This site uses cookies to provide you with a more responsive and personalised service. By using this site you agree to our use of cookies. Please read our PRIVACY POLICY for more information on the cookies we use and how to delete or block them.

מחירי העברה: מלזיה- ספטמבר 2012

13 ספטמבר 2012


There have been some recent developments on transfer pricing (TP) as well as Advance Pricing Arrangements (APA) in Malaysia. Income Tax (Transfer Pricing) Rules 2012 Further to the Transfer Pricing Guidelines (TP Guidelines) issued by the Malaysian Inland Revenue Board (MIRB) on 2 July 2003 and the specific TP legislation, namely Section 140A of the Income Tax Act 1967 (ITA), which was effective from 1 January 2009, the Income Tax (Transfer Pricing) Rules 2012 (TP Rules) have now been issued. In essence, the TP Rules provide various clarifications on the application of Section 140A. The salient points of the TP Rules are as follows:

  • Effective retrospectively from 1 January 2009.
  • A person who enters into a controlled transaction is required to prepare contemporaneous TP documentation.The TP documentation has to be put in place when developing or implementing any controlled transaction. Where there are material changes, the documentation should be updated prior to the due date for furnishing a return for that year of assessment. This emphasises the need for TP documentation to be up-to-date.
  • Consistent with the TP Guidelines issued on 2 July 2003, the traditional transactional methods (i.e. Comparable Uncontrolled Price Method, Resale Price Method or Cost Plus Method) is preferred over the transactional profit methods (i.e. Profit Split Method or Transactional Net Margin Method) in determining the arm’s length price of a controlled transaction.
  • The Director General (DG) is empowered to disregard and re-characterise/make adjustments to the structure of the controlled transaction under the following circumstances:
  • the economic substance differs from its form; or
  • where the arrangements made, viewed in totality, differ from those which would have been adopted by independent persons.
  • The application of the arm’s length price methodology in the following transactions is also explained in the TP Rules:
  • intra-group services;
  • cost contribution arrangement between a person and its associated person;
  • sale or licensing of intangible property; and
  • interest on financial assistance. 
  • An arm’s length interest rate must be determined for financial assistance provided by a person in a controlled transaction. “Financial assistance” includes a loan, interest bearing trade credit, advance or debt and the provision of any security or guarantee.
  • Where the DG has reason to believe that the controlled transaction is not at arm’s length,  the DG may make an adjustment to reflect the arm’s length price or interest rate for that transaction. The issue of the TP Rules and Section 140A of the ITA with effect from 1 January 2009 highlights the MIRB’s increased focus/scrutiny on TP issues in related party transactions. It is therefore vital for taxpayers to understand the implications of TP related rules and legislation. Taxpayers must now ensure that they have proper pricing and TP documentation in place for all related party transactions prior to the tax filing due date.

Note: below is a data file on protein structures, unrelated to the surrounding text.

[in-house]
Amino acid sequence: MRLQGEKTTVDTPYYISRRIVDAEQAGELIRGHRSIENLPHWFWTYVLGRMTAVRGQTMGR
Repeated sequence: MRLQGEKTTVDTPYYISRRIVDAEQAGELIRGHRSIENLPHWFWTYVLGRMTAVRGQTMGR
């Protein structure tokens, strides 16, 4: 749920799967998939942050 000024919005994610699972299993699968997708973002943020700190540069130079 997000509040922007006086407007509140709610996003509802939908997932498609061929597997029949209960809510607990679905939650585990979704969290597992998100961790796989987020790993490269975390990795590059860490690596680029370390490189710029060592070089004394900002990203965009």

Income Tax (Advance Pricing Arrangement)  Rules 2012

Further to the introduction of Section 138C of the ITA concerning APA which was effective from 1 January 2009, the Income Tax (Advance Pricing Arrangement) Rules 2012 (APA Rules) have now been issued. Similar to the TP Rules, the APA Rules provide clarification on the application of Section 138C of the ITA. An APA represents an agreement made in advance between the tax authority and a taxpayer on the arm’s length price of their international dealings with related parties for a particular period of time (generally 3

to 5 years). It avoids disputes arising from TP audits which are both time-consuming and costly. The salient points of the APA Rules are as follows:

  • Taxpayers who carry on cross-border transactions may apply for an APA in relation to a covered transaction for specified terms and conditions.
  • The APA Rules deal with unilateral, bilateral and multilateral APAs.
  • The arm’s length TP will be ascertained in accordance with the relevant TP Rules and legislation.
  • The covered period under an APA will be a minimum of 3 years of assessment and a maximum of 5 years of assessment.
  • The taxpayer must furnish the DG with a compliance report for each year of assessment of the covered period, within 7 months from the date following the close of the accounting period which constitutes the basis period for that year of assessment.
  • A rollback may be requested by the taxpayer if the proposed TP methodology is relevant to the prior years’ assessment and the facts and circumstances of the prior years are substantially the same.
  • All information obtained by the DG or the Competent Authority in respect of the APA process is subject to the confidentiality provisions of the ITA and the articles on Exchange of Information of the arrangement  made under Section 132 of the ITA.

Your BDO contact in Malaysia:
David Lai
[email protected]